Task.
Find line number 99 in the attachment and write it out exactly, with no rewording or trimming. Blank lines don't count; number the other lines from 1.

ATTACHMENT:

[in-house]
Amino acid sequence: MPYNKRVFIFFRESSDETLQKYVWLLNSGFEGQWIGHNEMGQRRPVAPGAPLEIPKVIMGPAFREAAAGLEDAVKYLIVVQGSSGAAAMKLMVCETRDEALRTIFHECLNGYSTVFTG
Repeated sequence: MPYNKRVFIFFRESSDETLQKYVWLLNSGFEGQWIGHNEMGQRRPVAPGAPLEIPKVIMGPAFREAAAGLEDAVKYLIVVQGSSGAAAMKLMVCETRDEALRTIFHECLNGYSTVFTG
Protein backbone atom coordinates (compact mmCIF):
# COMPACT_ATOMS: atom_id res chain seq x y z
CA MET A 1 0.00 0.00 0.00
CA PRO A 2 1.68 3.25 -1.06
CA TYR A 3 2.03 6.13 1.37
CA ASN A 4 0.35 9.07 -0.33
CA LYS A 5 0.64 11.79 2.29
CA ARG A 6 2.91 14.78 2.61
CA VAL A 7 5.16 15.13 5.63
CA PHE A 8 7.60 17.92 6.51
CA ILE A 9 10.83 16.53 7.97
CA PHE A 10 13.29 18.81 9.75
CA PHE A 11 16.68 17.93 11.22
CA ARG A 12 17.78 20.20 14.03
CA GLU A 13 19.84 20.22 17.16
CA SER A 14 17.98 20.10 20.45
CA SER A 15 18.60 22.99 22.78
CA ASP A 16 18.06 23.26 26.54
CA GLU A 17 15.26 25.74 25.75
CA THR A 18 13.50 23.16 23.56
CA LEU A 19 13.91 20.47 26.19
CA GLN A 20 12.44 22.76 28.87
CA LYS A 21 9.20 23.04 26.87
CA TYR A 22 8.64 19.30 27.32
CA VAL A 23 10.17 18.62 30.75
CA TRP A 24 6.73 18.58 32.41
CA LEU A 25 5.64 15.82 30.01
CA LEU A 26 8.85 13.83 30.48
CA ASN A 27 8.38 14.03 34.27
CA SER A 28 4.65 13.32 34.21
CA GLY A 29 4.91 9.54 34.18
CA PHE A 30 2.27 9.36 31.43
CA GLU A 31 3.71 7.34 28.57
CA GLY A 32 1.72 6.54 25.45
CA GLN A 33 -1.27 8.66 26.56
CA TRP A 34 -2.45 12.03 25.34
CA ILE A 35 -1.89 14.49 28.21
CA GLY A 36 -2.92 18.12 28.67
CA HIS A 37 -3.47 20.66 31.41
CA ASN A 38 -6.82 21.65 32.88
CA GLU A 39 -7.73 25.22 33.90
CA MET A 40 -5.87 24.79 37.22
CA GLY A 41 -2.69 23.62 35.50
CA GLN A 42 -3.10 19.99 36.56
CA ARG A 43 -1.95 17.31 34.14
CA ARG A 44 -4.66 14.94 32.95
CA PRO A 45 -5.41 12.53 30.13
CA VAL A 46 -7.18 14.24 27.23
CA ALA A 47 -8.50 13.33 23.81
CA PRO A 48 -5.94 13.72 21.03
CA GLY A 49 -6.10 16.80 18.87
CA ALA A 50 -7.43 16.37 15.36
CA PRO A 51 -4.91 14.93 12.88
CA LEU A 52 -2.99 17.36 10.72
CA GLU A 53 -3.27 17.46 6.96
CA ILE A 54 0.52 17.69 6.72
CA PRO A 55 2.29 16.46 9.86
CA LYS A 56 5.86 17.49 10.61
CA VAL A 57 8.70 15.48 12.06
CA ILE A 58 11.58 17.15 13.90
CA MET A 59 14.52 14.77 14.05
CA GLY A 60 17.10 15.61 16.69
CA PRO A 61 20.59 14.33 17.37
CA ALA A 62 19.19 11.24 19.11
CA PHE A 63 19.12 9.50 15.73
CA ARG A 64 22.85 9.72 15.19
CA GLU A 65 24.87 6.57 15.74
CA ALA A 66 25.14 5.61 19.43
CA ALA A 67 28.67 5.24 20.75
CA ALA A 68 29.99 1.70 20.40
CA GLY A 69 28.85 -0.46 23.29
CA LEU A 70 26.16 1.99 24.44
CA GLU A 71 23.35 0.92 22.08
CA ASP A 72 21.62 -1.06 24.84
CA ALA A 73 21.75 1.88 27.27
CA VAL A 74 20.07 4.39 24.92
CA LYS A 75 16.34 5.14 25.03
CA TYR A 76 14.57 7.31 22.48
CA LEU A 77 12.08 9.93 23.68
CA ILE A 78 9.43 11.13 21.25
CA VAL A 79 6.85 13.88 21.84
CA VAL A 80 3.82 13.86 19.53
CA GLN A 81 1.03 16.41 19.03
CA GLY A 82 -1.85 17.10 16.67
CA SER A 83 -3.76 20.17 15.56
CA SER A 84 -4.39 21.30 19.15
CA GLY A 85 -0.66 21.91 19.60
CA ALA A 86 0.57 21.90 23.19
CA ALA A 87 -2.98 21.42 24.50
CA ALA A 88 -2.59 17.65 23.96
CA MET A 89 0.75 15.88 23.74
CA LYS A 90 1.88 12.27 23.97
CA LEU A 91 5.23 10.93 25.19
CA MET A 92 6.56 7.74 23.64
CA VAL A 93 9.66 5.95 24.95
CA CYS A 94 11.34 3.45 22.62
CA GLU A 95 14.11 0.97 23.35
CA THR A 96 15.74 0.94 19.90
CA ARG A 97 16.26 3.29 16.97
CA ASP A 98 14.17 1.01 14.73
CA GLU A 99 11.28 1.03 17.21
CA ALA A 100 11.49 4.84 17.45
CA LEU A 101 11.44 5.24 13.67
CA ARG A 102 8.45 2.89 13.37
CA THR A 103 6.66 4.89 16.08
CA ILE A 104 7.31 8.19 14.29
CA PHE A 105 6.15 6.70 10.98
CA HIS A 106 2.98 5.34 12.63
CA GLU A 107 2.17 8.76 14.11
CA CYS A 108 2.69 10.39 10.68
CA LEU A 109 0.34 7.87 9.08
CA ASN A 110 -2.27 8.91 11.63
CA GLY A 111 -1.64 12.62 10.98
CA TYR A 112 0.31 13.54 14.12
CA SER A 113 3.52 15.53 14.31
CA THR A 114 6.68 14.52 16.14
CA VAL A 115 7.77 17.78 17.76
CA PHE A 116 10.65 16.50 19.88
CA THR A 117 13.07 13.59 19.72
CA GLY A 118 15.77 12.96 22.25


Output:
CA CYS A 94 11.34 3.45 22.62